We are talking about generations for which the priorities are different.”
Nicolas Schmit, Commissioner for Jobs and Social Rights at the European Commission, spoke about the problem of skills shortages and youth unemployment. These issues, Schmit explained, need to be tackled in unison and can be addressed by investing in the upskilling of young workers around the world.
Investing in workers — and the climate
Rania A. Al-Mashat, the Minister of International Cooperation of Egypt, echoed the need to invest in upskilling and reskilling of workers around the world. In particular, Al-Mashat stated that upskilling and innovation in key sectors such as renewable energy and agriculture will be critical in dealing with pressing issues like the climate crisis.
It is through innovation that we can meet the climate goals faster.”
Investment into clean energy sources were also given close examination by Mmusi Kgafela, the Minister of Investment, Trade and Industry of Botswana.
The African nation gets 3,200 hours of sunshine each year, Kgafela said, calling for coordinated investment in solar technologies to harvest this massive potential resource.
Jürgen Karl Zattler, Director General of the German Ministry for Economic Co-operation and Development, discussed the ongoing reconstruction and shifts that are reshaping the global economy.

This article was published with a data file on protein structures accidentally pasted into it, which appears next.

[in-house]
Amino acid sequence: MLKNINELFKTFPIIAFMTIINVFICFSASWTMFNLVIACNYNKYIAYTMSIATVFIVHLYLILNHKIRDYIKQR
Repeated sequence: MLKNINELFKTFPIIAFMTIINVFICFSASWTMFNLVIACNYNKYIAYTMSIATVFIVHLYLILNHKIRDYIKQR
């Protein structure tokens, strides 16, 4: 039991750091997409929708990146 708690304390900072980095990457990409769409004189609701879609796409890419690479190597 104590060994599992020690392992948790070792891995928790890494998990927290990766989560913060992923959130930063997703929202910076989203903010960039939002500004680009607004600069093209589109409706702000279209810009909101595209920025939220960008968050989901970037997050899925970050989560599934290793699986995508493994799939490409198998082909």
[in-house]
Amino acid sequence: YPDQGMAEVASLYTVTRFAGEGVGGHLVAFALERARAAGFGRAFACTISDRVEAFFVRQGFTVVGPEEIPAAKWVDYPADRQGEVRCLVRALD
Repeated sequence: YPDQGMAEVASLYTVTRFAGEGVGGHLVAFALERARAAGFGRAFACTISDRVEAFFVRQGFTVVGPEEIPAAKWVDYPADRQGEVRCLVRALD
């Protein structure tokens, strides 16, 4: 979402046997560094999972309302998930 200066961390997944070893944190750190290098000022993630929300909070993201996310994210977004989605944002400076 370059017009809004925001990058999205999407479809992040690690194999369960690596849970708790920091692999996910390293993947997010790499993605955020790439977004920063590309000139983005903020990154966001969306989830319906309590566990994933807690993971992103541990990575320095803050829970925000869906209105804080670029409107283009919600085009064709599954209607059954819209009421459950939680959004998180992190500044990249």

One technology playing a huge role in this global economic shift is AI. Michael Schwarz, Corporate Vice-President at Microsoft Corp expressed optimism about its impact on the jobs market, stating that 'it's a good thing when AI makes us more productive.'
On healthcare, Ricardo Baptista Leite, Member of Parliament of the Portuguese National Parliament, called for a renewed focus on preventative medicine and finding cures for diseases to reduce the pressure on healthcare systems around the world.
Delivering jobs and resilient growth
Nena Stoiljkovic, Undersecretary-General for Global Relations, Diplomacy and Digitalization, International Federation of Red Cross and Red Crescent Societies, spoke about the policies needed to ensure the best possible outcomes for migrants.
“We are talking about millions of people… before they can even think about jobs, they need a place to live, they need food, medicine, they need healthcare, education, they need to put their kids in schools, even before we talk about integrating them into the economy they have all of these life issues that someone needs to take care of,” she said.
Delivering new jobs and resilient growth was a theme that ran through many of the sessions at Growth Summit 2023. Bandar Alkhorayef, Saudi Arabia's Minister of Industry and Mineral Resources, said human capital is always something that needs to be advanced, "in a manner that allows our future generations to be ready for future jobs."
Watch all of the sessions here.
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The views expressed in this article are those of the author alone and not the World Economic Forum.